On remand from the Ninth Circuit, the lower court reinstated its previous restitution order against the bank, finding that full restitution was justified based on the claims of fraudulent and misleading conduct that the Ninth Circuit had determined were not preempted.228 The district court also enjoined the bank from making any false or misleading representations relating to posting order but did not mandate a particular posting order. On appeal once more, the Ninth Circuit largely upheld the district court’s order but found that the injunction was overbroad.229

Footnotes

  • 217 {206} 704 F.3d 712 (9th Cir. 2012). See also Hawthorne v. Umpqua Bank, 2013 WL 5781608 (N.D. Cal. Oct. 25, 2013) (applying Gutierrez’s preemption determinations to California branch of Oregon-chartered bank pursuant to 12 U.S.C. § 1831a(j)).

  • 218 {207} Gutierrez v. Wells Fargo Bank, 730 F. Supp. 2d 1080 (N.D. Cal. Aug. 10, 2010), rev’d, 704 F.3d 712 (9th Cir. 2012).

  • 219 {208} OCC Interpretive Letter No. 1082, 2007 WL 5393636 (May 17, 2007); OCC Interpretive Letter No. 916, 2001 WL 1297814 (May 22, 2001); OCC Interpretive Letter No. 977, 2002 WL 32872368 (Apr. 15, 2002).

  • 220 {209} See § 1.5.6, supra.

  • 221 {210} OCC Interpretive Letter No. 1082, 2007 WL 5393636 (May 17, 2007) (“we express no opinion concerning[] the applicability of any state law to national banks”); OCC Interpretive Letter No. 916, 2001 WL 1297814 (May 22, 2001) (“this letter does not address the applicability to the Bank of the California Commercial Code check-posting provision or the standard articulated in the Commentary”).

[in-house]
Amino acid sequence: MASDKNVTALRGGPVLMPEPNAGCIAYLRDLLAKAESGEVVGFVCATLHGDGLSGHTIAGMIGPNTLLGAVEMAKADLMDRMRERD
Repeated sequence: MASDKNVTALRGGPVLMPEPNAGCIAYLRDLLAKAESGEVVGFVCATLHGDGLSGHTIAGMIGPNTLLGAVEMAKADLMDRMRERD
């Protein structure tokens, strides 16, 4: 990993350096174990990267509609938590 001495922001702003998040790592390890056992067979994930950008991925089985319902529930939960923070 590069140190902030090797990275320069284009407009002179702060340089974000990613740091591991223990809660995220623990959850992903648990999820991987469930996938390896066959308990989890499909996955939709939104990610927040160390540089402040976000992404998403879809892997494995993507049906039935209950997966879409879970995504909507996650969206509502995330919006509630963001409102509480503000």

• 222 {211} Cal. Com. Code § 4303, cmt. 7 (West 1992); Tex. Bus. & Com. Code Ann. § 4.303 (West) (commentary). See §§ 3.4.3 (general U.C.C. duty to act in good faith), 3.8.4.5, infra (discussing U.C.C. standards, and state variations, as applied to check reordering).

  • 223 {212} See 12 C.F.R. § 7.4007(c); In re Checking Account Overdraft Litig., 797 F. Supp. 2d 1312 (S.D. Fla. 2011), later op. at 2014 WL 12557839 (S.D. Fla. June 24, 2014) (denying motion for judgment on pleadings; reiterating that claims are not preempted).

  • 224 {213} See OCC Interpretive Letter # 1005 (June 10, 2004), available at www.occ.gov; § 3.4.3, infra.

    Indeed, both the California and Texas commentaries to the U.C.C. state explicitly that a procedure designed to maximize the number of returned checks solely to increase returned check fees is not appropriate. The first OCC letter states that the California commentary “glosses this provision [permitting banks to post in any order] with the application of a ‘good faith’ standard” and then states that one factor in evaluating good faith is whether the bank’s practices were consistent with its representations. OCC Interpretive Letter No. 916, 2001 WL 1297814 (May 22, 2001). The second OCC letter notes that the Texas Commercial Code “is consistent with Federal law” and then makes a similar comment about evaluating good faith. OCC Interpretive Letter #977, 2002 WL 32872368 (Apr. 15, 2002), available at www.occ.gov. See generally § 1.5.10.3, supra; National Consumer Law Center, Mortgage Lending § 5.8.4.2 (3d ed. 2019), updated at www.nclc.org/library.

  • 225 {214} Gutierrez v. Wells Fargo Bank, 704 F.3d 712, 725–728 (9th Cir. 2012).

  • 226 {215} Id. at 726.

  • 227 {216} Id. at 727.

  • 228 {217} See Gutierrez v. Wells Fargo Bank, 944 F. Supp. 2d 819 (N.D. Cal. 2013), aff’d in part, vacated in part, 589 Fed. Appx. 824 (9th Cir. 2014).

  • 229 {218} Gutierrez v. Wells Fargo Bank, 589 Fed. Appx. 824 (9th Cir. 2014).